Review: Jaeger’s Lost and Found by Ofelia Gränd

Rating: 4 stars out of 5

Archie, Archibald Jaeger, is from a long line of respected finders. Unfortunately, his talent for finding doesn’t work the way it’s supposed to. His business partner and best friend Edie, is the only person keeping him from being a hermit. When a vampire named Gael comes looking for a finder to help with his missing coven, there is more on the line than ever before. Archie is completely out of his comfort zone with someone’s life in his hands. Gael is having to face home truths in the face of his imminent death. Coming to care about each other in these circumstances, no one saw coming.

What made this novella work for me was all of Archie’s quirks, compulsions, and neuroses. Gael has to face his own bad judgments, regrets, and mistakes. They had no room to judge each other, and with the clock ticking down, no time. It’s their foibles that make them dimensional. Their support of each other is uncharacteristic of how they interact with others. They just fit together. The author does a good job of capturing steamy moments of carpe diem. I enjoyed the flashes of humor. The moments that tugged my heart made this worth reading.

Unfortunately, there is not much world building so details about nagi, shifter, or vampire culture, or life in the human or nonhuman zones aren’t explored. Edie is a large part of the plot and is only on page at the beginning and the end. The big issue is how Gael’s mental connection to his coven is described as a “Milky Way of linked minds, his internal sky of diamonds” which seems too similar to the Psy-Changling series by Nalini Singh. With the way this was resolved, I do wonder about what changes in character Archie would have, but there is no way to know.

The cover design was done by Written Ink Designs. I think that is supposed to be rain, which most of the story takes place in. There is also supposed to be a ghostly hand, so it could be that? I’m not really sure this cover communicates anything about the story at all except showing Archie.

Sales Links: JMS Books LLC | Amazon | Barnes & Noble | Kobo

Book Details: Kindle Edition, 100 pages
Published June 1st 2019 by JMS Books LLC
ASINB07S9PP8L5
Edition Language: English

via A Chaos Moondrawn Review: Jaeger’s Lost and Found by Ofelia Gränd — Scattered Thoughts and Rogue Words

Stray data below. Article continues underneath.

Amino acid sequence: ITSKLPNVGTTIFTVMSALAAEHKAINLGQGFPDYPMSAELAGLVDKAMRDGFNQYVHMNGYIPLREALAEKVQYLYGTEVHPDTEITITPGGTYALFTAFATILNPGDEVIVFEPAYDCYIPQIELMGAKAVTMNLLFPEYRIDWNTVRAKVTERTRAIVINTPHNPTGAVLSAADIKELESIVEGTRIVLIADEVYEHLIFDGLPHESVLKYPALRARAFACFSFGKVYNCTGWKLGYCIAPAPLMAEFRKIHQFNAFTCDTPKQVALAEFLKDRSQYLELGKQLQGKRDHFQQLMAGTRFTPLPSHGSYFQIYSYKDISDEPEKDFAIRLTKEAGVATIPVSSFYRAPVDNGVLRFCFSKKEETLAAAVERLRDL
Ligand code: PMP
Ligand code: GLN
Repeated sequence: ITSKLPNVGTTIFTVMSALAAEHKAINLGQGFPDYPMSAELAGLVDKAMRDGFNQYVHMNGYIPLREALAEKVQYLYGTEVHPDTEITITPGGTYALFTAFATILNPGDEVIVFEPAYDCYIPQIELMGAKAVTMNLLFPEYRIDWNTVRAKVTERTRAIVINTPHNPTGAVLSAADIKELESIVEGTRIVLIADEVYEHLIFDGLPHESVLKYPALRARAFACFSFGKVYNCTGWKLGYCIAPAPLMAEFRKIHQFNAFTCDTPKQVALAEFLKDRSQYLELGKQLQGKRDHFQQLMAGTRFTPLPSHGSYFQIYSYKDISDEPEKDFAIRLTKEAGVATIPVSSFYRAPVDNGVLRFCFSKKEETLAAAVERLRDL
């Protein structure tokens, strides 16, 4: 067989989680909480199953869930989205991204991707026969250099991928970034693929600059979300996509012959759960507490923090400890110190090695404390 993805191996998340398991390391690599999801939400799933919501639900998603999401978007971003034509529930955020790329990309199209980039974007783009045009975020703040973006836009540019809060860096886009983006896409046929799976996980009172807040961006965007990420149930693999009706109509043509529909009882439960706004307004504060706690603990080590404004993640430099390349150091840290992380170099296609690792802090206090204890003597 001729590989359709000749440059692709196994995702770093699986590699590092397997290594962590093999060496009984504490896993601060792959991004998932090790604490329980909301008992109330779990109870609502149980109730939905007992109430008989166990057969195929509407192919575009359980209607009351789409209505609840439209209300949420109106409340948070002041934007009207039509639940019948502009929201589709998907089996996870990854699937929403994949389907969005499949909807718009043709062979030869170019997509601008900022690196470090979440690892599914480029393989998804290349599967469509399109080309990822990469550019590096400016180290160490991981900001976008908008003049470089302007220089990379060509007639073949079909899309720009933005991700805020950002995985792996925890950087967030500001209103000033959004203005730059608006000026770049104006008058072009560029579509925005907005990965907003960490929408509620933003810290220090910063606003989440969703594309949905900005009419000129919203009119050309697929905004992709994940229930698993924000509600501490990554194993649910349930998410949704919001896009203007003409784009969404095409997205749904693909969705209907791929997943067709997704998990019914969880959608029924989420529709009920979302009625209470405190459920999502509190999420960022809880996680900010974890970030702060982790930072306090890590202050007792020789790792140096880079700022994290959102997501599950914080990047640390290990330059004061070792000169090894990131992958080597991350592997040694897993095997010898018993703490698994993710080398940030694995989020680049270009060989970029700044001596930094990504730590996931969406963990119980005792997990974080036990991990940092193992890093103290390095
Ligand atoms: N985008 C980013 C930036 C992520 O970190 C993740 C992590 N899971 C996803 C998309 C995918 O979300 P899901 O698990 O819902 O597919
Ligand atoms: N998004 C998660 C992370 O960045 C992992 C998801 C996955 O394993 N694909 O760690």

Review: Love Is All: Volume 2 edited by Xio Axelrod

LoveIsAllVol2
Copyright © 2019 by Xio Axelrod LLC

I would rate this whole collection 3.75 stars.

This is a charity anthology, so I tend to think of the stories as a thank you for donating money. All anthologies are a mixed bag and people will like different stories than I do, but here are a few of my favorites from this collection. There is a variety of combinations (M/M, F/F, M/M/F, M/F) with bisexual, trans, and ace represented. They are all contemporary except for the one historical, paranormal romance. The foreword by Roan Parrish is quite eloquent.

R.L. Merrill, Pinups and Puppies (F/F, 4 stars)

This is told from the first person POV of Marianne, who is struggling with grief and reintegration after her retirement from the Air Force. She owns a vintage plane and volunteers to transport dogs to help shelters who find them homes. That’s how she meets Dinah, who co-owns the shelter. They both seem to have great support systems filled with family and friends. With great chemistry, their lives and interests slot nicely together, making them a cute couple.

Susan Scott Shelley, Sugar Crush (Bliss Bakery Series) (M/M, 4.5 stars)

Jack, a horror novelist, gets to know a baker named Gabriel when he joins a softball team to help his friend Shane. This has an opposites attract trope with great sexual tension and friends as extended family. This is about fitting into someone’s life and making room for them to fit into yours–giving each other a safe space and carving out shared time, while still having their own interests. Also, not letting fear or the past get in the way of the future.